Warburg’s early theoretical writings, especially the fragmentary Symbolismus als Umfangsbestimmung (1896–1901), are indebted to Neo-Kantian thought (Warburg 2015, 317). Yet the Neo-Kantian term Umfangsbestimmung (determination of scope), which appears throughout Warburg’s writings, concerns not an apriori act of understanding but rather a form of symbolic thought involving physical perception and memory: “Through conscious, subjective incorporation distance [Entfernung] is really destroyed, though it is regained in the mind as consciousness; consciousness of distance [Entfernungsbewußtsein] deposits itself in the brain as memory” (Warburg 2015, 315). Instead of leading to concept-formation, Umfangsbestimmung is a metaphoric act that fosters an “Entfernungsbewußtsein,” which rejects the earlier, magical “identification” of self and world. Warburg outlines three stages of distance-creating Umfangsbestimmung: “angleichende” (adapting, approximating), “ausgleichende” (balancing, compensating), and “vergleichende” (comparing). Each is an act of memory essential to culture in general and to Warburg’s hermeneutics more particularly. In the first instance humanity produces “ornament” and “instrument”; in the second it cultivates “pictorial art”; and in the third, it discovers the linguistic means to evaluate and critique (Warburg 2015, 311–316). Indebted also to Usener’s and Tito Vignoli’s Viconian histories of myth, Friedrich Theodor Vischer’s account of the symbol, Robert Vischer’s empathy theory, and Richard Semon’s account of the physiology of memory, Warburg’s symbol theory was as capacious as it was syncretic (Pinotti 2001; Zumbusch 2004, 220–224, 232–235).
In contemplating the historical tensions between astrological and astronomical imagery and thought, Warburg anticipated recent approaches in the history of science and science studies. Complicating the narrative of epistemological progress associated with the so-called Scientific Revolution are the essays, “Italian Art and International Astrology in the Palazzo Schifanoia Ferrara” (1912) (Warburg 1999) and “Pagan-Antique Prophecy in Words and Images in the Age of Luther” (1920) (Warburg 1999), a lecture, “Die Einwirkung der Sphaera barbarica auf die kosmischen Orientierungsversuche der Abendlandes” (1925) (Warburg 2008b), and many plates of the Bilderatlas Mnemosyne. In these, enlisting Abu Ma’sûr, Marsilio Ficino, Pico della Mirandola, Girolamo Cardano, Cornelius Agrippa, Philip Melanchthon, Johannes Kepler, and others, Warburg contends that classical astronomical thought was transmitted and distorted by Alexandrian, Arabic, and medieval astrological thought, before it regained classical clarity and “Besonnenheit” in the late Renaissance when empirical-mathematical thought successfully mediated “untethered” mythological-magical thinking. Exemplifying this is how Kepler straddled astrological and astronomical worldviews (Warburg 2008b, 123–125); tellingly, Kepler’s account of the ellipse in his second law of planetary motion had immense symbolic value for Warburg (Bredekamp and Wedepohl 2015). Similarly, in 1928 and 1929 during his Italian sojourn, Warburg became convinced that Bruno’s thought and imagery constituted a decisive moment in late Renaissance intellectual history. He met with Giovanni Gentile and Benedetto Croce to discuss Bruno, before he seized upon the medieval notion of synderesis, or ethical intuition, to explain Bruno’s ability to negotiate the polarities of astronomy and astrology, word, and image (Johnson 2012, 194–229). For his part, Cassirer was convinced that Warburg’s interdisciplinary approach to a text like the Spaccio della bestia trionfante was far more promising than pursuing just the “philosophic history of the problem” (cited in Johnson 2012, 198).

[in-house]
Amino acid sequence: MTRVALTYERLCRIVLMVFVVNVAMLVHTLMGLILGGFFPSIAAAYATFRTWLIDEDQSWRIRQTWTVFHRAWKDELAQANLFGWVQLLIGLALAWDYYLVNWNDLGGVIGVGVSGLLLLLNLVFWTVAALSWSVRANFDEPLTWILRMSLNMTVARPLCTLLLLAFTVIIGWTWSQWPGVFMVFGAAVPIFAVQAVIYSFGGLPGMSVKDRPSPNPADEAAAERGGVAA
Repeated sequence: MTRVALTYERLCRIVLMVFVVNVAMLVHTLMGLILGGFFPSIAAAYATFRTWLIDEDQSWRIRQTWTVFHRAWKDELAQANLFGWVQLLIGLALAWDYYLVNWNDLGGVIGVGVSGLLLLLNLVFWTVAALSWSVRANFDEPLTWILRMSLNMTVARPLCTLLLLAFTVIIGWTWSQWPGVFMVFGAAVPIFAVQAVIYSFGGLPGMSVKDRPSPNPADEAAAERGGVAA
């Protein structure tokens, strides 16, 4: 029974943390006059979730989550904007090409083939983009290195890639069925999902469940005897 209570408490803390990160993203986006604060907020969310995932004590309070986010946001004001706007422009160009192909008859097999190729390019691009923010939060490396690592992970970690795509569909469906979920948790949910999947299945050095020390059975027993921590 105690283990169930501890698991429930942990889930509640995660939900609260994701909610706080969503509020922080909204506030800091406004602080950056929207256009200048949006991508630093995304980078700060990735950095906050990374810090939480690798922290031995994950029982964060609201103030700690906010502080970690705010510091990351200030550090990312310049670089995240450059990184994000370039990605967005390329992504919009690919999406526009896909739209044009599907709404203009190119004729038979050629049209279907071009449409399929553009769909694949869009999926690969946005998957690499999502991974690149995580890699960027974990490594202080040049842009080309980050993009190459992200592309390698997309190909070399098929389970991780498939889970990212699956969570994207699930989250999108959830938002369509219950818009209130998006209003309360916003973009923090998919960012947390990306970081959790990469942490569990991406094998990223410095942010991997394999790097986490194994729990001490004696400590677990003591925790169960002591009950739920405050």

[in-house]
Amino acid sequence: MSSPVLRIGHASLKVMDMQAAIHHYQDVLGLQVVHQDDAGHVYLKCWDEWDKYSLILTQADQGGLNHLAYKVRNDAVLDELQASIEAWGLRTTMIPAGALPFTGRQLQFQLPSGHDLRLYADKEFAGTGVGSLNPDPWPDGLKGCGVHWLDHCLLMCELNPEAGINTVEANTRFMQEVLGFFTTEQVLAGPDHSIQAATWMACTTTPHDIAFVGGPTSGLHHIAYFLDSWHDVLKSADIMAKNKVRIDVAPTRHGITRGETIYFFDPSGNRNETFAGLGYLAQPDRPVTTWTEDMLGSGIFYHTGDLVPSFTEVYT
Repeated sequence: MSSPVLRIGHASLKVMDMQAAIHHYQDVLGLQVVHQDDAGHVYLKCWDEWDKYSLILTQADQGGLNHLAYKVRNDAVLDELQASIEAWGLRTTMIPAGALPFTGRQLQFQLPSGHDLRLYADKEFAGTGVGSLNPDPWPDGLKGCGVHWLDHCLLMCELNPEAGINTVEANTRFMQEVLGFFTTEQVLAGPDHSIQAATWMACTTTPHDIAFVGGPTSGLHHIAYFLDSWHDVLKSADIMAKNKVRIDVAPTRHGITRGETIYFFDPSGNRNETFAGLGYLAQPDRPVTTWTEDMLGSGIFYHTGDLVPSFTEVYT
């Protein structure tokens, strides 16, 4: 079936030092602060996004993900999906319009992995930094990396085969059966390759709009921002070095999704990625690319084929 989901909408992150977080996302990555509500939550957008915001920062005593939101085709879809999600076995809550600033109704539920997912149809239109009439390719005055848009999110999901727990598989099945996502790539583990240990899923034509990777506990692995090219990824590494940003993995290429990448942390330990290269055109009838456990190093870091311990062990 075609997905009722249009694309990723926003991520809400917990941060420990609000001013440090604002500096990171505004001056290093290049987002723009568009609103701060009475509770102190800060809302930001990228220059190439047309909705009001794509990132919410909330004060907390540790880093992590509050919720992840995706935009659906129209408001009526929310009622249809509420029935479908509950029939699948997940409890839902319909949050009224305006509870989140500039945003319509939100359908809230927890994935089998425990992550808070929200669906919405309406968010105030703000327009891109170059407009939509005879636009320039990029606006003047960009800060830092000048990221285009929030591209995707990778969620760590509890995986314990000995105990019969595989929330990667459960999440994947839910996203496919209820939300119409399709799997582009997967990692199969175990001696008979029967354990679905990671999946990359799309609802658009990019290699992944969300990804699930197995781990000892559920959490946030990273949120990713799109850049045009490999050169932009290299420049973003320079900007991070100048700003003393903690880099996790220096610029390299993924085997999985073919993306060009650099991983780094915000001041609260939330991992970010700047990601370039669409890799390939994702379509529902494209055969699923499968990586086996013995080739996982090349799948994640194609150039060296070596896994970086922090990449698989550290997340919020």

Warburg’s wide-ranging interest in anthropological subjects and methods was crystallized in his “Images from the Lands of the Pueblo Indians in North America,” a lecture given while he was still in Kreuzlingen – as a test of sorts of his sanity and his readiness to return to Hamburg. Here, after contemplating the Hopi snake-dance, Warburg turns to medieval Europe and a Spanish astrological calender where the snake and the “infinity” it represents is transformed into a celestial constellation, into a “mathematical determination of scope.” “Cultural evolution toward the age of reason,” Warburg concludes, “occurs in the same way, as the tangible, coarse fullness of life fades into mathematical abstraction” (Warburg 2010, 554). Arguing by analogy and typology, in this manner Warburg traces the shift from religious ritual with masked dancers and “its monstrous concreteness” to an “invisible” and “systematic linguistic mythology” (Warburg 2010, 557, 565). That Renaissance European culture for Warburg struck the ideal balance between such monstrosity and abstraction remains perhaps his most provocative and fruitful idea.
Impact and Legacy